Wednesday, 1 July 2015
Cartoons causing offence?
No one can forget the shock of the murder of the Charlie Hebdo journalists and cartoonists by extremists claiming to be "offended" by the satirical magazine. Their supporters just happened to target a Jewish supermarket. All part of the "grand plan" to scare the West and in particular it's ordinary citizens, that is to say people like you and me who take freedom of speech and expression for granted.
Some people will hold views that are unpalatable to others, have different and/or no religious beliefs, even hold radically opposing viewpoints on evolution and creation. The list is endless.
Trouble is someone, somewhere will always be offended by someone else point of view. The trick is tolerance and frankly to use a wee bit of a Christian phrase its sometimes better to turn the other cheek and ignore.
The age of the Internet and in particular Twitter has shown that many people sitting in front of their PC's or on their mobiles can become more than opinionated. They can be downright rude, nasty and not even think about the consequences of posting the first thought that comes into their heads. Quite often this can turn into a pack mentality.
Most regular and particularly political users of the web will be subject to that from time to time. Even amongst the academics, students and activists there are those who seem to think the Internet allows for a standard of behaviour they would not get away with elsewhere.
Nevertheless there is a line which is crossed where criticism becomes hate speech.
Sometimes it is subtle. The repetition of something believed can become a mindset of prejudice that is simply embedded into those who already have the spark of intolerance within. Or frankly are simply maladjusted individuals seeking either a place where they feel at home and can weasel their twisted fantasies into a common agenda.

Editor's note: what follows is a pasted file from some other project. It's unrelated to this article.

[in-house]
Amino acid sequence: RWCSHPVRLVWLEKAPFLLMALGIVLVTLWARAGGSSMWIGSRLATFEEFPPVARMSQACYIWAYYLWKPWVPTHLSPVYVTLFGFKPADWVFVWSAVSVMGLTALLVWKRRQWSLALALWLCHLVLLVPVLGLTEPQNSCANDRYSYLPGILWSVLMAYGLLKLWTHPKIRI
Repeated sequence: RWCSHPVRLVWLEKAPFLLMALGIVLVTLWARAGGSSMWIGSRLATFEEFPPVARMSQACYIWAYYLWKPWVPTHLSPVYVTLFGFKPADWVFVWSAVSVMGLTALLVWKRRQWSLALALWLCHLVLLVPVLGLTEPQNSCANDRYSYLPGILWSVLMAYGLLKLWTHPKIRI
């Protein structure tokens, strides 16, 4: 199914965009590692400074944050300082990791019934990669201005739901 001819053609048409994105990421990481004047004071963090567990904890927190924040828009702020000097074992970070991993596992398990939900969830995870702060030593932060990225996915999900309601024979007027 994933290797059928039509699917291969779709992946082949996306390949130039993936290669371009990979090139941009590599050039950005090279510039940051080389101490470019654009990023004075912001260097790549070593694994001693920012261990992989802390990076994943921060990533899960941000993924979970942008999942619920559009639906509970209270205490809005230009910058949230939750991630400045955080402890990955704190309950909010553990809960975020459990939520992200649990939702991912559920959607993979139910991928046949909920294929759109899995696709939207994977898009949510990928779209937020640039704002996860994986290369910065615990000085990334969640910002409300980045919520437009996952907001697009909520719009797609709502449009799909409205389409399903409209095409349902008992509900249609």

Sometimes there are just those who feel alienated who are simply groomed by others, hence the Internet can be a dark place where the simply evil can manipulate and recruit.
It's not just "Jihadism", there's all sorts of weird and not so wonderful ways of looking a life the universe and everything.
Then there are those who want to speak out against injustice or simply be heard. Satire and humour has long had a place in the political and social process.
And so to cartoons.
Political cartoons can be quite hurtful, whether they are in the Broadsheets or some small publication or leaflet issued by someone trying to make a point.
Even back in Roman times the cartoon or crudely drawn fresco on a wall was a way to have a go.
Life does not change.
Sometimes one has to take this on the chin and move on or walk away.
And then there are those who will not tolerate their precious ideas being challenged. These are usually the people whose ideas are out of the ordinary, superstitious or ideologically driven.
They will not tolerate anything that upsets their view of the world or undermines their perceived audience, sometimes more captive than others.
It is these men and women who are a danger to us all.
Cartoons don't kill. Men and women do.
If your ideas are threatened by a cartoon or a simple lampooning then perhaps it is the world view they hold that is at fault. No one, not even the Abrahamic religions of the world have the right to impose their mindsets on those that do not wish to believe.
Democracy is and always will be an imperfect compromise but the fight to retain our right to speak freely even if it offends the pious is and can never be up for negotiation.
Draw a cartoon of Muhammad. How is that a threat. If your belief is so weak it is threatened by a few lines on a piece of paper then perhaps the fault lies within the offended.
But whatever you feel you do not have the right to suppress that thought and absolutely no right to kill others just because they don't think like you.
Islamism, Communism and Fascism all hold this murderous fault in common.
It is for that reason that these ideas have to be combated preferably by reason. But where they take up arms to destroy our rights then our defence must be robust.
If not then we enter a new dark age.
An age of terror and murder.